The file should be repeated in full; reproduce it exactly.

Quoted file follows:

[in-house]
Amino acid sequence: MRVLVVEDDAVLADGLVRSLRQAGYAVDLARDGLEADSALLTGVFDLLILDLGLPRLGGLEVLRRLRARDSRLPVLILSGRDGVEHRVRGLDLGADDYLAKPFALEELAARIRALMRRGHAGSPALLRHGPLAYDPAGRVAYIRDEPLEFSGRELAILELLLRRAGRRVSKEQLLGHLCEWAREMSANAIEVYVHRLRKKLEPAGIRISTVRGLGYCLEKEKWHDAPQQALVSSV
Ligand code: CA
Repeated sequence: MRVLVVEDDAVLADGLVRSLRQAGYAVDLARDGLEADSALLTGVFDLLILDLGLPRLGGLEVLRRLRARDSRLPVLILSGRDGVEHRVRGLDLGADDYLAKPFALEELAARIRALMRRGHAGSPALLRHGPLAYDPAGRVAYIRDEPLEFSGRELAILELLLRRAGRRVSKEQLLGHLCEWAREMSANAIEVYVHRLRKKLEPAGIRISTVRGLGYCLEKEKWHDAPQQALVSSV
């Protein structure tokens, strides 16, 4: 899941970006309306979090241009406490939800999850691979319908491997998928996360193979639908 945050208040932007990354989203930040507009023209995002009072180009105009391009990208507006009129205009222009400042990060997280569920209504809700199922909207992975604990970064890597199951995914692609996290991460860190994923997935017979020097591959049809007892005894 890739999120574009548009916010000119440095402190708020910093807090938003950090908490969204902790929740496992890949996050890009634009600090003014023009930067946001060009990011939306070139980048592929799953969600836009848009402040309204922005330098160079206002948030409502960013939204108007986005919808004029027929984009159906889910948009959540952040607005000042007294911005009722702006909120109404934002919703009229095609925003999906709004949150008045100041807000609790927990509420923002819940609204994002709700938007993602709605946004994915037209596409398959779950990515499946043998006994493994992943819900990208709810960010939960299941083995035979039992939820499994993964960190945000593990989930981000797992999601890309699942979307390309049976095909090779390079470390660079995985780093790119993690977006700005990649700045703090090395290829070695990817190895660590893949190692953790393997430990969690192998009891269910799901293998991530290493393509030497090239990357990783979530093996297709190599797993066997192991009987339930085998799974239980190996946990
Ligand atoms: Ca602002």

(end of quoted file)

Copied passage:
[in-house]
Amino acid sequence: MRVLVVEDDAVLADGLVRSLRQAGYAVDLARDGLEADSALLTGVFDLLILDLGLPRLGGLEVLRRLRARDSRLPVLILSGRDGVEHRVRGLDLGADDYLAKPFALEELAARIRALMRRGHAGSPALLRHGPLAYDPAGRVAYIRDEPLEFSGRELAILELLLRRAGRRVSKEQLLGHLCEWAREMSANAIEVYVHRLRKKLEPAGIRISTVRGLGYCLEKEKWHDAPQQALVSSV
Ligand code: CA
Repeated sequence: MRVLVVEDDAVLADGLVRSLRQAGYAVDLARDGLEADSALLTGVFDLLILDLGLPRLGGLEVLRRLRARDSRLPVLILSGRDGVEHRVRGLDLGADDYLAKPFALEELAARIRALMRRGHAGSPALLRHGPLAYDPAGRVAYIRDEPLEFSGRELAILELLLRRAGRRVSKEQLLGHLCEWAREMSANAIEVYVHRLRKKLEPAGIRISTVRGLGYCLEKEKWHDAPQQALVSSV
């Protein structure tokens, strides 16, 4: 899941970006309306979090241009406490939800999850691979319908491997998928996360193979639908 945050208040932007990354989203930040507009023209995002009072180009105009391009990208507006009129205009222009400042990060997280569920209504809700199922909207992975604990970064890597199951995914692609996290991460860190994923997935017979020097591959049809007892005894 890739999120574009548009916010000119440095402190708020910093807090938003950090908490969204902790929740496992890949996050890009634009600090003014023009930067946001060009990011939306070139980048592929799953969600836009848009402040309204922005330098160079206002948030409502960013939204108007986005919808004029027929984009159906889910948009959540952040607005000042007294911005009722702006909120109404934002919703009229095609925003999906709004949150008045100041807000609790927990509420923002819940609204994002709700938007993602709605946004994915037209596409398959779950990515499946043998006994493994992943819900990208709810960010939960299941083995035979039992939820499994993964960190945000593990989930981000797992999601890309699942979307390309049976095909090779390079470390660079995985780093790119993690977006700005990649700045703090090395290829070695990817190895660590893949190692953790393997430990969690192998009891269910799901293998991530290493393509030497090239990357990783979530093996297709190599797993066997192991009987339930085998799974239980190996946990
Ligand atoms: Ca602002």